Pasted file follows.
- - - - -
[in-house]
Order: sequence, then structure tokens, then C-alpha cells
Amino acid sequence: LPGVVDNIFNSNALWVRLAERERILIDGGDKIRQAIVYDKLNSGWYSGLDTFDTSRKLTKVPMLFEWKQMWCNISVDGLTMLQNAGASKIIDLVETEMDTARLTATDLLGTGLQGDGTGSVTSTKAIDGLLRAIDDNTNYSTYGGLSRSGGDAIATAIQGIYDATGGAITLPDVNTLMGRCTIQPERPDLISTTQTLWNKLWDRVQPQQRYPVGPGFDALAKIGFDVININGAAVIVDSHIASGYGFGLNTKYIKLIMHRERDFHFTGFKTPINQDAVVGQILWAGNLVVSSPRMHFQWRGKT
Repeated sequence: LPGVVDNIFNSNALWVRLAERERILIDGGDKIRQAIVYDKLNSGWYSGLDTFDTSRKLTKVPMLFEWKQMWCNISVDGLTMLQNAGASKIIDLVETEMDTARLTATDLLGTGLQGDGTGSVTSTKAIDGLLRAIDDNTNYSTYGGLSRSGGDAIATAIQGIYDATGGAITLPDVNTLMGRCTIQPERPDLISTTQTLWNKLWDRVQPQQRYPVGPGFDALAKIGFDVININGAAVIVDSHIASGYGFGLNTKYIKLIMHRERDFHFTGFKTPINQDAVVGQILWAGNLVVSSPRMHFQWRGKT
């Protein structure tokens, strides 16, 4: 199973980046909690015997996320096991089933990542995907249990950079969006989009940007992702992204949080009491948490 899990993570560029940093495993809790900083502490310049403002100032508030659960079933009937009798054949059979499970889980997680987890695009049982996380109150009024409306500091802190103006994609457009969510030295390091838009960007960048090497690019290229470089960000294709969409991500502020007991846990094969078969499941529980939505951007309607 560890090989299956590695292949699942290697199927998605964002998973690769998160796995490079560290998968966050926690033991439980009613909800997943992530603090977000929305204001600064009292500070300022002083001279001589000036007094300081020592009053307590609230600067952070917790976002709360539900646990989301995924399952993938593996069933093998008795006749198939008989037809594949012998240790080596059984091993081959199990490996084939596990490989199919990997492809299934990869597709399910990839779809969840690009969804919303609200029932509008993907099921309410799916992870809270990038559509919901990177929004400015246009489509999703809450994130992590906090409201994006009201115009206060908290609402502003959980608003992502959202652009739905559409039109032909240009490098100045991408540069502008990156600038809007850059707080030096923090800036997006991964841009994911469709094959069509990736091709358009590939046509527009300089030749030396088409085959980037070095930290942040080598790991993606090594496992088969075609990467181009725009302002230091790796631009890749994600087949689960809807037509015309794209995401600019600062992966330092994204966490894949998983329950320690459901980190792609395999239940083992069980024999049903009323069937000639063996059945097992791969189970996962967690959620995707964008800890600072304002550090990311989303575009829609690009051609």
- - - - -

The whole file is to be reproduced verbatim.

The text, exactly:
[in-house]
Order: sequence, then structure tokens, then C-alpha cells
Amino acid sequence: LPGVVDNIFNSNALWVRLAERERILIDGGDKIRQAIVYDKLNSGWYSGLDTFDTSRKLTKVPMLFEWKQMWCNISVDGLTMLQNAGASKIIDLVETEMDTARLTATDLLGTGLQGDGTGSVTSTKAIDGLLRAIDDNTNYSTYGGLSRSGGDAIATAIQGIYDATGGAITLPDVNTLMGRCTIQPERPDLISTTQTLWNKLWDRVQPQQRYPVGPGFDALAKIGFDVININGAAVIVDSHIASGYGFGLNTKYIKLIMHRERDFHFTGFKTPINQDAVVGQILWAGNLVVSSPRMHFQWRGKT
Repeated sequence: LPGVVDNIFNSNALWVRLAERERILIDGGDKIRQAIVYDKLNSGWYSGLDTFDTSRKLTKVPMLFEWKQMWCNISVDGLTMLQNAGASKIIDLVETEMDTARLTATDLLGTGLQGDGTGSVTSTKAIDGLLRAIDDNTNYSTYGGLSRSGGDAIATAIQGIYDATGGAITLPDVNTLMGRCTIQPERPDLISTTQTLWNKLWDRVQPQQRYPVGPGFDALAKIGFDVININGAAVIVDSHIASGYGFGLNTKYIKLIMHRERDFHFTGFKTPINQDAVVGQILWAGNLVVSSPRMHFQWRGKT
């Protein structure tokens, strides 16, 4: 199973980046909690015997996320096991089933990542995907249990950079969006989009940007992702992204949080009491948490 899990993570560029940093495993809790900083502490310049403002100032508030659960079933009937009798054949059979499970889980997680987890695009049982996380109150009024409306500091802190103006994609457009969510030295390091838009960007960048090497690019290229470089960000294709969409991500502020007991846990094969078969499941529980939505951007309607 560890090989299956590695292949699942290697199927998605964002998973690769998160796995490079560290998968966050926690033991439980009613909800997943992530603090977000929305204001600064009292500070300022002083001279001589000036007094300081020592009053307590609230600067952070917790976002709360539900646990989301995924399952993938593996069933093998008795006749198939008989037809594949012998240790080596059984091993081959199990490996084939596990490989199919990997492809299934990869597709399910990839779809969840690009969804919303609200029932509008993907099921309410799916992870809270990038559509919901990177929004400015246009489509999703809450994130992590906090409201994006009201115009206060908290609402502003959980608003992502959202652009739905559409039109032909240009490098100045991408540069502008990156600038809007850059707080030096923090800036997006991964841009994911469709094959069509990736091709358009590939046509527009300089030749030396088409085959980037070095930290942040080598790991993606090594496992088969075609990467181009725009302002230091790796631009890749994600087949689960809807037509015309794209995401600019600062992966330092994204966490894949998983329950320690459901980190792609395999239940083992069980024999049903009323069937000639063996059945097992791969189970996962967690959620995707964008800890600072304002550090990311989303575009829609690009051609």